Biology, Politics and the Philippine Senate

I will speculate on the possibility that the next Senate will have six members who are very closely tied to each other, namely: incumbent Senator Cynthia Villar and Senate candidate Mark Villar; Senator Maria Lourdes “Nancy” Binay and her father Jejomar “Jojo” Binay; siblings Pia Cayetano and Alan Peter Cayetano.

If former Vice President Jejomar Binay, former Senator Alan Cayetano and former Public Works Secretary Mark Villar prevail in the national elections in May, they would join very close relatives already in the Senate. Mark Villar will be with his mother Cynthia, Jojo Binay will be with his daughter Nancy and Alan Cayetano will be with his sister Pia.

Recent political polls have indicated that all three parents of the three sitting senators will win in the May election. They have the resources, the popularity, and the organizations that can propel them to victory. The composition of the Senate of 24 members will therefore be unprecedented in the political history of our country.

This political phenomenon that is currently unfolding in the Philippines, with regard to the Senate, is not unique. This has happened and is happening in many developed and developing democracies. In the United States, Great Britain, Canada and Australia, to name a few, mother and son or daughter; father, son or daughter; siblings concurrently serve in the Senate or Parliament. It seems that a penchant for politics and public service is in the blood of some families.

In the era of kings, queens, princes, princesses, dukes and duchesses, social scientists and historians have documented that political power was often passed from fathers or mothers to sons or daughters. In contemporary democracies where leaders are elected by the people, political power appears as an inheritance entrusted to relatives.

Sociologists and political scientists have attributed this phenomenon of current political power to several factors: socialization within families resulting in shared preferences for vocations or ideas, outright nepotism or the need to continue to protect or reserve financial and economic interests. It is noted that “children from politically active families also develop a strong interest in politics”.

It is commonly said that politics runs in the blood of some people. Indeed, if a penchant for politics is in the blood of some individuals whose parents and grandparents were politicians, then there must be a “political gene” that is more likely to be found in the blood of politicians but not in others.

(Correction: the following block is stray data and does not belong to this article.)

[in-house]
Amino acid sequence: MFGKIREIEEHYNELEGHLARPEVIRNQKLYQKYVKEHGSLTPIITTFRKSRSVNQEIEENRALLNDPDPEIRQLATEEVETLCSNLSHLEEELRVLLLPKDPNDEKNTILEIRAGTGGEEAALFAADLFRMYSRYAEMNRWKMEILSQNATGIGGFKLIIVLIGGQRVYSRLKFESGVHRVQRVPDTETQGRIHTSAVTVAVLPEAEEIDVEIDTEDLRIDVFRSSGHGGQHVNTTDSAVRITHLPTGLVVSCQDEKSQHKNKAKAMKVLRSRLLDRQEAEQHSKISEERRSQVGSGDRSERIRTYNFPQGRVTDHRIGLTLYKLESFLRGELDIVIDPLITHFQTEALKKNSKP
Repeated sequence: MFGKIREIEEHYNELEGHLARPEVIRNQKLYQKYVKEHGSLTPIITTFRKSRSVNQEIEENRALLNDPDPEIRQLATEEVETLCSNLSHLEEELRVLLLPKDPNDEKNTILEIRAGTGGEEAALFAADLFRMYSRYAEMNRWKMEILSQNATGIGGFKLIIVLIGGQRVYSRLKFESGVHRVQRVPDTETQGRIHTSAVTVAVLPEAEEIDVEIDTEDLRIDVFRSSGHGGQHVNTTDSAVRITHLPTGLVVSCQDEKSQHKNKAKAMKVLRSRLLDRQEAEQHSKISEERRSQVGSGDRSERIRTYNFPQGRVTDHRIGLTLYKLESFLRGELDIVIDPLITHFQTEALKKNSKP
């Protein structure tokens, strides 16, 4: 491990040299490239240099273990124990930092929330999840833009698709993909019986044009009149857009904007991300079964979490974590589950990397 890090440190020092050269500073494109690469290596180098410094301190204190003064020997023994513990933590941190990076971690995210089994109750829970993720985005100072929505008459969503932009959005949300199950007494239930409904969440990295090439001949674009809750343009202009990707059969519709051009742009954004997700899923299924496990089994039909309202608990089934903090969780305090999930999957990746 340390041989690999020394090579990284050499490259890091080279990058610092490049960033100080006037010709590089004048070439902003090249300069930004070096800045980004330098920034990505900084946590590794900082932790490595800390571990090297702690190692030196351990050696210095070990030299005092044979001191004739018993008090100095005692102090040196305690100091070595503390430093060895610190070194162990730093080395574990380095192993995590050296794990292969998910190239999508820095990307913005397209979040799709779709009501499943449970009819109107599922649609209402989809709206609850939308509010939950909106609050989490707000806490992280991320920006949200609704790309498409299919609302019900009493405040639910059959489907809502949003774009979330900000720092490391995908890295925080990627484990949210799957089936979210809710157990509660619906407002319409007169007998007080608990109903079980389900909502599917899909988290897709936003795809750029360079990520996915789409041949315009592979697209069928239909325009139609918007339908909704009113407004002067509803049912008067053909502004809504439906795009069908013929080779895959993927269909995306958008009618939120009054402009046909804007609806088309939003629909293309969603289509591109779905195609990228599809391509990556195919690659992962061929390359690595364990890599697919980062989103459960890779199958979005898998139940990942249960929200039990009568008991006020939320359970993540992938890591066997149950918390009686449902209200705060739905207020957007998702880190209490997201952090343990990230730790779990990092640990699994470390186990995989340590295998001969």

The entire human genome has been mapped. Scientists have identified 23 pairs of chromosomes in every human being. Each of these chromosomes contains genes, exons, introns and codons. Scientists also attribute certain diseases to certain genes in human chromosomes such as kidney cancer, Alzheimer’s disease, Wolf-Hirschhorn syndrome (where victims die young), Huntington’s disease, autism and many more. others.

Huntington’s disease afflicts generations of the same human pedigree. In one case study, the disease was diagnosed as having its origins in two brothers who emigrated to the United States from Suffolk, England in 1630. Scientists have established that this disease is attributable to certain genes.

There is no scientific study yet to know if the propensity to become a politician has a correlation with particular chromosomes or genes. The fact, however, is that children of politicians tend to be politicians themselves, like their parents and grandparents. Is being a politician in the genes, and can therefore be passed on to future generations like Huntington’s disease?

Enough of this biological speculation. Let’s see how siblings, son and mother, daughter and father act as senators. The Senate is a deliberative body. Laws are passed after extensive debates on the merits and demerits of a bill. Can we expect the father or the mother to adopt a contrary position and engage in a debate in the Senate with his son, or the father with his daughter? Will there be a case where the brother contradicts a sister during the deliberations of the Senate?

Filial loyalty is a strong cultural trait in the Philippines. This Confucian principle “involves caring for one’s parents and showing them respect, love, courtesy, support, reverence and loyalty”. Would this cultural trait be left at the door of the Senate by related senators? I suppose not. I can’t imagine a Senator Mark Villar debating his mother Senator Cynthia Villar, or the senatorial sibling tandem of Alan and Pia Cayetano, or father Jejomar Binay and his daughter Nancy Binay.

It is also unthinkable that daughter and father, son and mother, and brother and sister have separate and opposing positions on legislative proposals. I think a son will most often agree with his mother, as will a daughter with her father, and a brother with his sister, even though, as senators, they are considered equal.

These observations may be speculative at this time. I hope the performance of these close relatives in the Senate will prove me wrong when and if they are elected.

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